Still, there’s an underlying hesitation in Quan’s voice. He worries that he will wake up from this dream and find that his resurrection has evaporated. “I had a conversation with my agent,” he says. “I’m very concerned that this is only a one-time thing.”

Ke Hui Quan Variety Oscar Cover

Ke Hui Quan Variety Oscar Cover

Like many immigrants, Quan’s parents wanted him to become a doctor or a lawyer—anything that would provide economic stability. Instead, fate intervened when his younger brother attended an open casting call to play Short Round, Indiana Jones’ sidekick. But there was something about Quan, age 12, that made the cast think they’d found the perfect foil for cinema’s most famous archaeologist, and Quan, not his brother, landed the role. The following summer, he played Data, one of the treasure-hunting misfits in Richard Donner’s “The Goonies”.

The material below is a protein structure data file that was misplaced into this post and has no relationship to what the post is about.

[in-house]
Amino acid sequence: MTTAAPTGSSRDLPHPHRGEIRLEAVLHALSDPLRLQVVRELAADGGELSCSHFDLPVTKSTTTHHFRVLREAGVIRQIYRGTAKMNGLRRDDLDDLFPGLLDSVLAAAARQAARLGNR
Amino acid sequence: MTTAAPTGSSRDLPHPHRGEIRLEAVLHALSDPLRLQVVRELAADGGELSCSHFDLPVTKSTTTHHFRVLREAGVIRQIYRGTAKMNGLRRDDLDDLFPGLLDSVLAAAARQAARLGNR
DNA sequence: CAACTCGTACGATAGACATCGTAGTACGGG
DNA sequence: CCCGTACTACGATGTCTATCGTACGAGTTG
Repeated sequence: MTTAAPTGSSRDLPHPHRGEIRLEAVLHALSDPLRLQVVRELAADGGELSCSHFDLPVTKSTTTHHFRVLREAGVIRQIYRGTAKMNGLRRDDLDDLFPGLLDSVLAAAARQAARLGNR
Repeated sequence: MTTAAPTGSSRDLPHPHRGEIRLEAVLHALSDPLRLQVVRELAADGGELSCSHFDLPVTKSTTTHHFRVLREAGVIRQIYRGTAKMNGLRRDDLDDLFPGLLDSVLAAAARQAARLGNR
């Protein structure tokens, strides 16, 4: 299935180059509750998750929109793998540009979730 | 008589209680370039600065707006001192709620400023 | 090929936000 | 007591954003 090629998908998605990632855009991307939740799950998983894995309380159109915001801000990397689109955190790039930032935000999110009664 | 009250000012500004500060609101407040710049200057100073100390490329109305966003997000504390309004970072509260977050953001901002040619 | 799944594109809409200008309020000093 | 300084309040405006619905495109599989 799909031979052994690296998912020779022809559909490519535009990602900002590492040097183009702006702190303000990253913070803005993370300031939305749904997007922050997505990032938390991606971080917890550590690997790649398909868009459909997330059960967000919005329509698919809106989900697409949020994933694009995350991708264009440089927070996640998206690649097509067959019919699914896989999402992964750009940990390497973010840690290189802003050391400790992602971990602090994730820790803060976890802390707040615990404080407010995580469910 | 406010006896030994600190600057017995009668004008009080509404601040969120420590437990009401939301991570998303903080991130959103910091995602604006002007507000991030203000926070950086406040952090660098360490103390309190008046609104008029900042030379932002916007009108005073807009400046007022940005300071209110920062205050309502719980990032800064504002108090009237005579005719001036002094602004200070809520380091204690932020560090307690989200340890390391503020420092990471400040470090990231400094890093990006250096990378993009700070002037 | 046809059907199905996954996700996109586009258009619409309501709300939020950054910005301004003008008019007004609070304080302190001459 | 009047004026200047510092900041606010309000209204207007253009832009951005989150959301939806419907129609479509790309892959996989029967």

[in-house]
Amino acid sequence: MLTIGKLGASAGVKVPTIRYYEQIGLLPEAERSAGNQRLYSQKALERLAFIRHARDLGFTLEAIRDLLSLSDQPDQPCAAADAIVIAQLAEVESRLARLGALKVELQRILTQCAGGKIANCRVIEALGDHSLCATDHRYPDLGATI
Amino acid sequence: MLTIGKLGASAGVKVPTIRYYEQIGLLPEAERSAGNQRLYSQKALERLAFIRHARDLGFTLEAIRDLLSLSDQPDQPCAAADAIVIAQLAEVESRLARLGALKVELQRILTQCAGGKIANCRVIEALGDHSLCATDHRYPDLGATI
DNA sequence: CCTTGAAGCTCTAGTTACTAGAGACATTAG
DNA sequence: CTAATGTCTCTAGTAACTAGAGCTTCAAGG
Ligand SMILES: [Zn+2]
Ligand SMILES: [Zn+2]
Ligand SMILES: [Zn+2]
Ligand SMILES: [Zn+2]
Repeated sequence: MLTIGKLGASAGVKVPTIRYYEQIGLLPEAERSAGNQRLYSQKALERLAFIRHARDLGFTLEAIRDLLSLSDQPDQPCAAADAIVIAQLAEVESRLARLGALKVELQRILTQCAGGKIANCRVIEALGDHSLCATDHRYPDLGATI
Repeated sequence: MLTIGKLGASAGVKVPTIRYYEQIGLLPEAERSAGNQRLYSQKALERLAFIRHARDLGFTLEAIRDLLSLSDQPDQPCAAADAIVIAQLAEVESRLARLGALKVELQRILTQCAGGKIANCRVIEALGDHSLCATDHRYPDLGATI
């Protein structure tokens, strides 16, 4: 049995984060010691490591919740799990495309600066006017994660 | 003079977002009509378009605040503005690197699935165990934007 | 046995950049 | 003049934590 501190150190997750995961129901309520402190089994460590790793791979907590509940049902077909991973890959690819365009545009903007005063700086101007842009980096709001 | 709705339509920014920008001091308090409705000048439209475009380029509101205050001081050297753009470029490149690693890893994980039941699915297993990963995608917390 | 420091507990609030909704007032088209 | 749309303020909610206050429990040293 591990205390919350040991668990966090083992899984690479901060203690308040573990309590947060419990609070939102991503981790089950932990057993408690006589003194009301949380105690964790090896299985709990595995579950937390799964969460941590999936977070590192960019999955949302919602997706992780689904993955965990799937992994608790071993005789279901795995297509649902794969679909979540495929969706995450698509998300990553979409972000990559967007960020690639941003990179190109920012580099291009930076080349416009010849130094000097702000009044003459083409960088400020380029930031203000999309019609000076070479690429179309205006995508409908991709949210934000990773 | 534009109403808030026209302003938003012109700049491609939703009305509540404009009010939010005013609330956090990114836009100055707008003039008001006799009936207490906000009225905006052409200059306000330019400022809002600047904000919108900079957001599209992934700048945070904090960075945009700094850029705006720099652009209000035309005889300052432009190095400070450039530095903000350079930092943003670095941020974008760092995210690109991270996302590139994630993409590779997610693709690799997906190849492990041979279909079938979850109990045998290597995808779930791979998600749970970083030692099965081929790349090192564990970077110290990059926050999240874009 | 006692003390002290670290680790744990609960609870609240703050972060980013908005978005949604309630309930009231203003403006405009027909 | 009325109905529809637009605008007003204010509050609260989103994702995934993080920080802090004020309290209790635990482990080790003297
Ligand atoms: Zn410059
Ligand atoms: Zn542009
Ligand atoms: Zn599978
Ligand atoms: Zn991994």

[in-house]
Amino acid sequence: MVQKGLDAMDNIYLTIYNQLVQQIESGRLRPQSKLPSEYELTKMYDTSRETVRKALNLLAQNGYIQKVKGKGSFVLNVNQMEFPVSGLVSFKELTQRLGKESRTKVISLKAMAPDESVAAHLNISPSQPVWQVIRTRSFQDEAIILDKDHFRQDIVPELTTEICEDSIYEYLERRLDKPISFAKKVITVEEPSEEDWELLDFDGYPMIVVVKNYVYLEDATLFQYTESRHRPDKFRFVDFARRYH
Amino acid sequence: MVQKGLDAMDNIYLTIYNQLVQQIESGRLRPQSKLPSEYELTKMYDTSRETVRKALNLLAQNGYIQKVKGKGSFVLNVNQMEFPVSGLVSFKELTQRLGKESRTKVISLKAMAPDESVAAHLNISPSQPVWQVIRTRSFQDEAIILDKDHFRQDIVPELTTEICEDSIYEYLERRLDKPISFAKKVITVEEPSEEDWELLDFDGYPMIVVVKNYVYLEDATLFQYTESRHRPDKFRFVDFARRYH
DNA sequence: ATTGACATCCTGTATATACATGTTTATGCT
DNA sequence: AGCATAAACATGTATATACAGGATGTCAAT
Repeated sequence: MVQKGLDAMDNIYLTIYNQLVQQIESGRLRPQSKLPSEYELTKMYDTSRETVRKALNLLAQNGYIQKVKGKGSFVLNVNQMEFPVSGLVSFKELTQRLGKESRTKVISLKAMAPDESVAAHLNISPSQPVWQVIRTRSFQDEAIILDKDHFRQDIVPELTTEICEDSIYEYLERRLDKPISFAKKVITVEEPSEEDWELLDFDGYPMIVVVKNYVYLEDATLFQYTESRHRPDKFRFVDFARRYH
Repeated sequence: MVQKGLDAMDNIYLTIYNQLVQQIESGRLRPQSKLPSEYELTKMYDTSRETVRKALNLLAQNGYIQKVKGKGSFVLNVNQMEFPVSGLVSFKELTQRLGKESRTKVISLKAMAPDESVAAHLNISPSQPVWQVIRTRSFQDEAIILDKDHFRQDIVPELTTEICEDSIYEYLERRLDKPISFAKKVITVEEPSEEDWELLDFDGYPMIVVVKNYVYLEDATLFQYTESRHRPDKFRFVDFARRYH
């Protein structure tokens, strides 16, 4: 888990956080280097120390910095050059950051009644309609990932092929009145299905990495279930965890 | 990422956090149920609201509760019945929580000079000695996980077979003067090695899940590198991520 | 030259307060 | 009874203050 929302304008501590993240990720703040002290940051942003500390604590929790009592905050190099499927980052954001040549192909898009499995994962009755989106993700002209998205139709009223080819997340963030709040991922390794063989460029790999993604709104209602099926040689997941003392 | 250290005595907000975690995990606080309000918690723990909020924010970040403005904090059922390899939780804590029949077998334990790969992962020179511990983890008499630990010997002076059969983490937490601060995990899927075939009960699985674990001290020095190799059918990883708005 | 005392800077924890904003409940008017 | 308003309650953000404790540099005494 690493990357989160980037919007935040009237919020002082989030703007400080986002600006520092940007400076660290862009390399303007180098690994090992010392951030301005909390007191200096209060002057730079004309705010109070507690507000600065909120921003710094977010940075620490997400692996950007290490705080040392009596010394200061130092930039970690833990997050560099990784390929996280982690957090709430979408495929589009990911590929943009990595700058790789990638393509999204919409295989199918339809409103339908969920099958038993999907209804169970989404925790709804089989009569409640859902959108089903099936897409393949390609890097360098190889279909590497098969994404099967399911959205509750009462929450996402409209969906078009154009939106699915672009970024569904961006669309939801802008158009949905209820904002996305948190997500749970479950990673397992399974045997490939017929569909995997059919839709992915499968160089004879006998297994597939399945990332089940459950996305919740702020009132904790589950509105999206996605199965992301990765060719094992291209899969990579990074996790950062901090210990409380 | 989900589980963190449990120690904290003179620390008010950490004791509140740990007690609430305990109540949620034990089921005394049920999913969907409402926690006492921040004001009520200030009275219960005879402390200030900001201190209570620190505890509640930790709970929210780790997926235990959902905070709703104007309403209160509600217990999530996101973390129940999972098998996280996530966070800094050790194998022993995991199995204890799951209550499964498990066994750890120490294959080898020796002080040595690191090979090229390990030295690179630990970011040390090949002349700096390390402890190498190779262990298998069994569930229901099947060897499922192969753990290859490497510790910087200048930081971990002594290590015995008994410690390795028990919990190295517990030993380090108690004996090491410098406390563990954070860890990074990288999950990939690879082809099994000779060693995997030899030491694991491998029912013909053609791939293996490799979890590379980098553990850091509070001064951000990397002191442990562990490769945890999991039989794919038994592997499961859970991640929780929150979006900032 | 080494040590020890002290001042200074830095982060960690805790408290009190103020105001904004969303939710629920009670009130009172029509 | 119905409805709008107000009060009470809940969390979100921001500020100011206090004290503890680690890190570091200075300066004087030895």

So it was over. For 30 years, Kwan faced countless failed auditions. He later attended USC Film School and worked as a fight choreographer on “X-Men” and developed projects for director Wong Kar Wai at his production company Jet Tone Films. It was here that he met his wife, Echo, whom he considers the unsung hero of his recent success. Every month for the past 20 years, Echo tells her husband, “Trust me, your time will come.”

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“At times, I was frustrated with him,” Quan says, holding back tears as he recalls their conversation. “I told her, ‘You keep saying that, and it’s never going to happen.’ I couldn’t believe it. Twenty years is not a short time.”